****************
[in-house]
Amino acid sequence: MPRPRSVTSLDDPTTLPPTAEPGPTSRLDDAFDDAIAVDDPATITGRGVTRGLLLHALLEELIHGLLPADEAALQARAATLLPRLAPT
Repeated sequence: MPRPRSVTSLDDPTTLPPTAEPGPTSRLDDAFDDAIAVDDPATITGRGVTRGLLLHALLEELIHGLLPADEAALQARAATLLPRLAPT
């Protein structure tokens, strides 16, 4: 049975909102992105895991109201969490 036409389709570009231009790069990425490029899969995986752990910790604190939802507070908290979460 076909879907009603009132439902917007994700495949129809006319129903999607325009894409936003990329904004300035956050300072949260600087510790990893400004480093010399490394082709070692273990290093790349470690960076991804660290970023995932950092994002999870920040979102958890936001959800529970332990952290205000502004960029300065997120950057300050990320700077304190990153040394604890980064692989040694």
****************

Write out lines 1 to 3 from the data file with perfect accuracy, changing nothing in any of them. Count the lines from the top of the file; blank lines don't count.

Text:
[in-house]
Amino acid sequence: MPRPRSVTSLDDPTTLPPTAEPGPTSRLDDAFDDAIAVDDPATITGRGVTRGLLLHALLEELIHGLLPADEAALQARAATLLPRLAPT
Repeated sequence: MPRPRSVTSLDDPTTLPPTAEPGPTSRLDDAFDDAIAVDDPATITGRGVTRGLLLHALLEELIHGLLPADEAALQARAATLLPRLAPT